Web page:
End-to-End Learning — An algorithm is able to solve the entire task by itself. Additional human intervention, like model switching or new data labeling, is not necessary. For example, end-to-end driving means that the neural network figures out how to adjust the steering command just by evaluating images.
Epoch —Encompasses a single forward and backward pass through the training set for every example. A single epoch touches every training example in an iteration.
Forward Propagation — A forward pass in deep neural networks. The input travels through the activation functions of the hidden layers until it produces a result at the end. Forward propagation is also used to predict the result of an input example after the weights have been properly trained.
Fully-Connected layer — A fully-connected layer transforms an input with its weights and passes the result to the following layer. This layer has access to all inputs or activations from the previous layer.
Gated Recurrent Unit —A Gated Recurrent Unit (GRU) conducts multiple transformations on the given input. It is mostly used in Natural Language Processing Tasks. GRUs prevent the vanishing gradients problem in RNNs, similar to LSTMs. In contrast to LSTMs, GRUs don’t use a memory unit and are thus more computationally efficient while achieving a similar performance. Read the paper here.
No forget gate, in contrast to LSTM. Source: https://goo.gl/dUPtdV
Human-Level Performance — The best possible performance of a group of human experts. Algorithms can exceed human-level performance. Valuable metric to compare and improve neural network against.
Hyperparameters — Determine performance of your neural network. Examples of hyperparameters are, e.g. learning rate, iterations of gradient descent, number of hidden layers, or the activation function. Not to be confused with parameters or weights, which the DNN learns itself.
ImageNet — Collection of thousands of images and their annotated classes. Very useful resource for image classification tasks.
Iteration — Total number of forward and backward passes of a neural network. Every batch counts as one pass. If your training set has 5 batches and trains 2 epochs, then it will run 10 iterations.
Gradient Descent — Helps Neural Network decide how to adjust parameters to minimize the cost function. Repeatedly adjust parameters until the global minimum is found. This post contains a well-explained, holistic overview of different gradient descent optimization methods.
Layer — A set of activation functions which transform the input. Neural networks use multiple hidden layers to create output. You generally distinguish between the input, hidden, and output layers.
Learning Rate Decay — A concept to adjust the learning rate during training. Allows for flexible learning rate adjustments. In deep learning, the learning rate typically decays the longer the network is trained.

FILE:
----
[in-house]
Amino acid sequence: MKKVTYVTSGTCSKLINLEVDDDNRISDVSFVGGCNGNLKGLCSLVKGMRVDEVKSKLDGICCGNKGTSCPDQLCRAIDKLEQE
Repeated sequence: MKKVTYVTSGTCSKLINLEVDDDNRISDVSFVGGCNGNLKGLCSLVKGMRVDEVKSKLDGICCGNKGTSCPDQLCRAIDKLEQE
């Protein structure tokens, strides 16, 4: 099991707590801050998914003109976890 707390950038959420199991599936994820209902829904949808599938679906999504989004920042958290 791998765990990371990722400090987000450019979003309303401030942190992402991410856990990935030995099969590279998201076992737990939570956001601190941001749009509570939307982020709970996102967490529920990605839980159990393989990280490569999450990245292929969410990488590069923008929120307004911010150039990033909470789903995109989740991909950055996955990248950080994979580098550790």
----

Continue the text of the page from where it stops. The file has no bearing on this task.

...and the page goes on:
Maximum Pooling — Only selects the maximum values of a specific input area. It is often used in convolutional neural networks to reduce the size of the input.
Long Short-Term Memory — A special form of RNN which is able to learn the context of an input. While regular RNNs suffer from vanishing gradients when corresponding inputs are located far away from each other, LSTMs can learn these long-term dependencies. Read the paper here.
Input and Output of an LSTM unit. Source: https://bit.ly/2GlKyMF
Mini-Batch Gradient Descent— An optimization algorithm which runs gradient descent on smaller subsets of the training data. The method enables parallelization as different workers separately iterate through different mini-batches. For every mini-batch, compute the cost and update the weights of the mini-batch. It’s an efficient combination of batch and stochastic gradient descent.
Momentum — A gradient descent optimization algorithm to smooth the oscillations of stochastic gradient descent methods. Momentum calculates the average direction of the direction of the previously taken steps and adjusts the parameter update in this direction. Imagine a ball rolling downhill and using this momentum when adjusting to roll left or right. The ball rolling downhill is an analogy to gradient descent finding the local minimum.
Neural Network — A machine learning model which transforms inputs. A vanilla neural network has an input, hidden, and output layer. Neural Networks have become the tool of choice for finding complex patterns in data.
Non-Max Suppression — Algorithm used as a part of YOLO. It helps detect the correct bounding box of an object by eliminating overlapping bounding boxes with a lower confidence of identifying the object. Read the paper here.
Recurrent Neural Networks — RNNs allow the neural network to understand the context in speech, text or music. The RNN allows information to loop through the network, thus persisting important features of the input between earlier and later layers.
ReLU— A Rectified Linear Unit, is a simple linear transformation unit where the output is zero if the input is less than zero and the output is equal to the input otherwise. ReLU is the activation function of choice because it allows neural networks to train faster and it prevents information loss.